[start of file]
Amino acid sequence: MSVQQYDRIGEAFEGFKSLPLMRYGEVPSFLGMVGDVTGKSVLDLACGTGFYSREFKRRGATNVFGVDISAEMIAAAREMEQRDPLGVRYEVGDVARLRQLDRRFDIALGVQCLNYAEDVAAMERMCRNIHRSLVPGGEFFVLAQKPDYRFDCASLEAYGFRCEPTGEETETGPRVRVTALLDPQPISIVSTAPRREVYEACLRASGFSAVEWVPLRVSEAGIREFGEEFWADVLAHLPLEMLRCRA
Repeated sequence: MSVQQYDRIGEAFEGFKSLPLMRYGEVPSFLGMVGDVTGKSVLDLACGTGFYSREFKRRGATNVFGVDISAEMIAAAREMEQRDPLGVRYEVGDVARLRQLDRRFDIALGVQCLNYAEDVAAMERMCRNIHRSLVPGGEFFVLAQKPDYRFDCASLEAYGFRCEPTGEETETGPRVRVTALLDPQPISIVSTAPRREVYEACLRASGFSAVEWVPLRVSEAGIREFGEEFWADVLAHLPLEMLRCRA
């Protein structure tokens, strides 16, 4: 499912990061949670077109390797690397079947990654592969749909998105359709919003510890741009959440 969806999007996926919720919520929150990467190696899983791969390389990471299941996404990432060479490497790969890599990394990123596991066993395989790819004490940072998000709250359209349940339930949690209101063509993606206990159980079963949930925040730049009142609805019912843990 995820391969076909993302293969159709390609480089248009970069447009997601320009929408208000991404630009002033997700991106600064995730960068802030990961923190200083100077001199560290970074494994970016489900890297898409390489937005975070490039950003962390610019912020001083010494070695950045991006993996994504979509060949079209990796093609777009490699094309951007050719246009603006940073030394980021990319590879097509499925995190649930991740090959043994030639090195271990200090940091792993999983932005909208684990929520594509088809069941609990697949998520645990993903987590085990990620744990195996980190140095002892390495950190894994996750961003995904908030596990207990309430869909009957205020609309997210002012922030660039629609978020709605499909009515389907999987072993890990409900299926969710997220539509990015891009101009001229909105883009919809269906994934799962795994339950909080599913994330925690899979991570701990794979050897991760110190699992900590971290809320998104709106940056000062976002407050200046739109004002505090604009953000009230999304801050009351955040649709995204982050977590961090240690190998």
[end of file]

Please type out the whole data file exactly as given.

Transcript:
Amino acid sequence: MSVQQYDRIGEAFEGFKSLPLMRYGEVPSFLGMVGDVTGKSVLDLACGTGFYSREFKRRGATNVFGVDISAEMIAAAREMEQRDPLGVRYEVGDVARLRQLDRRFDIALGVQCLNYAEDVAAMERMCRNIHRSLVPGGEFFVLAQKPDYRFDCASLEAYGFRCEPTGEETETGPRVRVTALLDPQPISIVSTAPRREVYEACLRASGFSAVEWVPLRVSEAGIREFGEEFWADVLAHLPLEMLRCRA
Repeated sequence: MSVQQYDRIGEAFEGFKSLPLMRYGEVPSFLGMVGDVTGKSVLDLACGTGFYSREFKRRGATNVFGVDISAEMIAAAREMEQRDPLGVRYEVGDVARLRQLDRRFDIALGVQCLNYAEDVAAMERMCRNIHRSLVPGGEFFVLAQKPDYRFDCASLEAYGFRCEPTGEETETGPRVRVTALLDPQPISIVSTAPRREVYEACLRASGFSAVEWVPLRVSEAGIREFGEEFWADVLAHLPLEMLRCRA
């Protein structure tokens, strides 16, 4: 499912990061949670077109390797690397079947990654592969749909998105359709919003510890741009959440 969806999007996926919720919520929150990467190696899983791969390389990471299941996404990432060479490497790969890599990394990123596991066993395989790819004490940072998000709250359209349940339930949690209101063509993606206990159980079963949930925040730049009142609805019912843990 995820391969076909993302293969159709390609480089248009970069447009997601320009929408208000991404630009002033997700991106600064995730960068802030990961923190200083100077001199560290970074494994970016489900890297898409390489937005975070490039950003962390610019912020001083010494070695950045991006993996994504979509060949079209990796093609777009490699094309951007050719246009603006940073030394980021990319590879097509499925995190649930991740090959043994030639090195271990200090940091792993999983932005909208684990929520594509088809069941609990697949998520645990993903987590085990990620744990195996980190140095002892390495950190894994996750961003995904908030596990207990309430869909009957205020609309997210002012922030660039629609978020709605499909009515389907999987072993890990409900299926969710997220539509990015891009101009001229909105883009919809269906994934799962795994339950909080599913994330925690899979991570701990794979050897991760110190699992900590971290809320998104709106940056000062976002407050200046739109004002505090604009953000009230999304801050009351955040649709995204982050977590961090240690190998």